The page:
So I applaud anyone doing alternative medicine because as much as I love Western science and consider myself a modernist, I see the bigger picture that we as a species know only a small fraction of what the body is capable of and only by experimenting and trying everything can an individual find what might be right for him or her.
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Old 21-04-2008, 13:31   #39
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I truly believe that to stay healthy is all about Balance. Eat healthy and balanced. Drink with moderation. We can get all the Vitamins we need from our food. We are not intended to take Vitamins in a pill. The results from a major study of 200,000 people over many years have shown that those taking Vitamin suppliments ended up dieing prematurely.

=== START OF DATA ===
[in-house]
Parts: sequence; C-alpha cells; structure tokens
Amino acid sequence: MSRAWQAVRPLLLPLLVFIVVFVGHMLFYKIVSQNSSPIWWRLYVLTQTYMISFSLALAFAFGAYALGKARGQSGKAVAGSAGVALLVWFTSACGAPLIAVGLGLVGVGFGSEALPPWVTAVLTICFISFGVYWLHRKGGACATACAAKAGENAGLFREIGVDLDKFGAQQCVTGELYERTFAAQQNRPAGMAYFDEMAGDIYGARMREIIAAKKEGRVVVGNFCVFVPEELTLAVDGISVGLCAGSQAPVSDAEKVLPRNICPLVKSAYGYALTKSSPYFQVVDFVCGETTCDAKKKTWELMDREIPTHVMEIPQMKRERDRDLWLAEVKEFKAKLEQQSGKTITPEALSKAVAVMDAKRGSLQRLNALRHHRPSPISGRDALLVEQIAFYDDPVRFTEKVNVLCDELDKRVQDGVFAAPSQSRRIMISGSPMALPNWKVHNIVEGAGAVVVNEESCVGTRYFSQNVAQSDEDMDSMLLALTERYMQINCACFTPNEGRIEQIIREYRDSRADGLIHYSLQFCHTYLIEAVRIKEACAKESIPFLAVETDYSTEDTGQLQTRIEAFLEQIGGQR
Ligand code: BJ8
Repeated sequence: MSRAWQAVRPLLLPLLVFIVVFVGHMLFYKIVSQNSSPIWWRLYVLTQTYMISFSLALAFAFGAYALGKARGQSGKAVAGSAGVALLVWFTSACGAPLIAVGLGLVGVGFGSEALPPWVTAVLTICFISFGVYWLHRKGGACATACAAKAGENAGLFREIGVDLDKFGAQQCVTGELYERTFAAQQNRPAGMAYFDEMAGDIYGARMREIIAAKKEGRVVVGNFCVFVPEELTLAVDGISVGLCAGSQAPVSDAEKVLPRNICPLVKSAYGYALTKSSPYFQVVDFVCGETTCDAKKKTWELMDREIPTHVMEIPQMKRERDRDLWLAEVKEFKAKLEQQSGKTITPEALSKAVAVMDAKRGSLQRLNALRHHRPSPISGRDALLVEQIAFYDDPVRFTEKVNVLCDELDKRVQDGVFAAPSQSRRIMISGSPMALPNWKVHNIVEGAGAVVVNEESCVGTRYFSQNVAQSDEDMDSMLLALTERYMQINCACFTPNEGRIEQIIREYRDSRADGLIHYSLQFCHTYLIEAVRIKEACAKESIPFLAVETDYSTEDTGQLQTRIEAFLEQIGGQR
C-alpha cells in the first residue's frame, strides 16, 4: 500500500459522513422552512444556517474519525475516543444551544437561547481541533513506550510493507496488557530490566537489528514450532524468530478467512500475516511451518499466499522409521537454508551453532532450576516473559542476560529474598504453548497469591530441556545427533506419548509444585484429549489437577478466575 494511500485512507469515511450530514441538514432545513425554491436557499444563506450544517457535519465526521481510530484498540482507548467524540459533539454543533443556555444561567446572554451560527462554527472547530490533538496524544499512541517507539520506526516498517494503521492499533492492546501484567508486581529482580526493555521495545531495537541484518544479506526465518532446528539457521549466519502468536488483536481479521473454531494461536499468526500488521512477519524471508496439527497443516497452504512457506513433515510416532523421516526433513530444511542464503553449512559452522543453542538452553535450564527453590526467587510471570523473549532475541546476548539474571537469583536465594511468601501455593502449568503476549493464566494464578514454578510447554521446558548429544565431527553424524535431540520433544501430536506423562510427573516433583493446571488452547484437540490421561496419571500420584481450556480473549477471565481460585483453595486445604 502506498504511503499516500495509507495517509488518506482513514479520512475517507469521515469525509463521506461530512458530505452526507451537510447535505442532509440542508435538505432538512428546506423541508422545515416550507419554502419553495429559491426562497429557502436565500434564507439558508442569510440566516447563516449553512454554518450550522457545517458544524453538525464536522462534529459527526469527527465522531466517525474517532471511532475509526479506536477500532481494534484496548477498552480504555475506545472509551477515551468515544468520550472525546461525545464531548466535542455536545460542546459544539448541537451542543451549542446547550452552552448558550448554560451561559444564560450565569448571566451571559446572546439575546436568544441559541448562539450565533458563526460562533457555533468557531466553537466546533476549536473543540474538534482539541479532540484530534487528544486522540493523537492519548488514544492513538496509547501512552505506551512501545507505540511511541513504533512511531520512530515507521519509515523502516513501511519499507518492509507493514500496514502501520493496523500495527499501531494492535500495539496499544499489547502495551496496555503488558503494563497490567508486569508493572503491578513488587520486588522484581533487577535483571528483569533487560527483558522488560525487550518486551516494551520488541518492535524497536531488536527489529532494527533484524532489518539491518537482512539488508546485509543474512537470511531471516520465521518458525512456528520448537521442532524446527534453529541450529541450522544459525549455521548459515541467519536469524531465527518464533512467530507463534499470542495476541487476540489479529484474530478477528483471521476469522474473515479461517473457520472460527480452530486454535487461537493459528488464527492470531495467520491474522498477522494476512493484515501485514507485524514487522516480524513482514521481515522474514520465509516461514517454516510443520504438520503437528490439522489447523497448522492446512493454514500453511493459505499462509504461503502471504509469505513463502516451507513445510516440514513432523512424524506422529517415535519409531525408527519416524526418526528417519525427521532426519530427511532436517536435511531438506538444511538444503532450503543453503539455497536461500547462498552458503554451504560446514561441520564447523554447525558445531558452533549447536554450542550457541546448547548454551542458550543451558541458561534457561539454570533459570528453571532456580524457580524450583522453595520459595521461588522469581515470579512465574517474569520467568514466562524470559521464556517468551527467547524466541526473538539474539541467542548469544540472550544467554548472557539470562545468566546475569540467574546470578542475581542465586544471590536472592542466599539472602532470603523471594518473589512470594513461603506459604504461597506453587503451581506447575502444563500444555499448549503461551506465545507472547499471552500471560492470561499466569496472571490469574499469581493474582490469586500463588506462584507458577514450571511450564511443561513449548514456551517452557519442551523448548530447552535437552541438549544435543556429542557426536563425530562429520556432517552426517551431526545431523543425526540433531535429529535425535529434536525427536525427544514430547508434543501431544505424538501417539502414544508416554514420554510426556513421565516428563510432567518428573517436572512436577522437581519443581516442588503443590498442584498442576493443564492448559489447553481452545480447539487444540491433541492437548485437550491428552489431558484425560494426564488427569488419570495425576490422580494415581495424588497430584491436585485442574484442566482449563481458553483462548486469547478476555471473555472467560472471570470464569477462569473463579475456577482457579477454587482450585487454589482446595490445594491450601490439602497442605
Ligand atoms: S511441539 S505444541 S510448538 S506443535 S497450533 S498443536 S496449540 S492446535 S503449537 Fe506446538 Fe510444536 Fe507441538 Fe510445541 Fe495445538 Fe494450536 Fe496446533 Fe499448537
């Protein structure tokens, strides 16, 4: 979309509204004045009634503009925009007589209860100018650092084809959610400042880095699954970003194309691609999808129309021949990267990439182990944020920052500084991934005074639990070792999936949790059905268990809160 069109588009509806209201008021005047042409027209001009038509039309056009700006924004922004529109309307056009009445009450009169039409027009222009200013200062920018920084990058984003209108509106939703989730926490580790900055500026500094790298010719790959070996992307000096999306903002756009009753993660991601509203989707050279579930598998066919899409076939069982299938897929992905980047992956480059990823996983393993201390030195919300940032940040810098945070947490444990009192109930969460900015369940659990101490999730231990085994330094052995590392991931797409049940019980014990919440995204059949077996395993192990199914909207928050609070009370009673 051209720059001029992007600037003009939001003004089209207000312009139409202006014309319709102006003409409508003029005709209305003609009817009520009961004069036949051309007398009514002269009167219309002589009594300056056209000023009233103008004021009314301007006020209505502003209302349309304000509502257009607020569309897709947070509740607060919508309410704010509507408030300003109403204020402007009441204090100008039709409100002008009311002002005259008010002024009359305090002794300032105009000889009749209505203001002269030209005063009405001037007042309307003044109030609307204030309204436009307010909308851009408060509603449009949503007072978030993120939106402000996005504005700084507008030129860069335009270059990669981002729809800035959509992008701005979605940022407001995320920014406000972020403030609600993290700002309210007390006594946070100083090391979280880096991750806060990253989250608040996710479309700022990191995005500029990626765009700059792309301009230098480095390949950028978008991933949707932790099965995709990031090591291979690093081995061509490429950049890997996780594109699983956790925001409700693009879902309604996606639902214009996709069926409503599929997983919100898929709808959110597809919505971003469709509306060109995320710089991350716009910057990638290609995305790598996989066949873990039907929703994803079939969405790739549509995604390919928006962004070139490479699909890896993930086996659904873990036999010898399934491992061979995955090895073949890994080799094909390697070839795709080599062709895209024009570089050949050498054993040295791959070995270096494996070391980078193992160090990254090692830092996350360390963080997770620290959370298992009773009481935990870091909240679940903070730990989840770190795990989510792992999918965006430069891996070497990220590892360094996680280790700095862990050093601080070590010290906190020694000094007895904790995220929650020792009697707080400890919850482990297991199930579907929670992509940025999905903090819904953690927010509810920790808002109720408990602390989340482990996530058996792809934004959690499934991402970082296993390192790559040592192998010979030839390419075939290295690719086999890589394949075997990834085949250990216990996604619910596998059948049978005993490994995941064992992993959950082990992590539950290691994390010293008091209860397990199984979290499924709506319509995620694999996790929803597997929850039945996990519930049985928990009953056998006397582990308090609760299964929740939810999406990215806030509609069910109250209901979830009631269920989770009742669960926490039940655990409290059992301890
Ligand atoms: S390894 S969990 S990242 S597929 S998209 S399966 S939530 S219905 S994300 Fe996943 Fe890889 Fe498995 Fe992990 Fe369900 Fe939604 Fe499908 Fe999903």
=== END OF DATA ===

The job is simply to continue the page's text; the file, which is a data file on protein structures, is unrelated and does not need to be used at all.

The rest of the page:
Of course, statistics can also be screwed around with. Often the two different sides can take the same static and use it to provide whatever answer they want. So for me, I just come back to my own personal thought that, my Creator created me to get what I need from the Food I eat as long as I eat a balanced healthy diet. I don't need anything else and screw the Statistics.
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Old 21-04-2008, 15:07   #40
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Alan, throughout most of our species' existence, we didn't live much past 40. Personally, I'll take what we can do over what we were meant to do any day.

p.s. although we're likely using the word 'meant' slightly differently I suspect... that's okay.

liberty16, if you prefer mythology based 'medicine' over reason based medicine, I can't really help you. "Airborne" was never FDA tested or approved. It was never part of real medicine. A sincere good luck to you and cheers.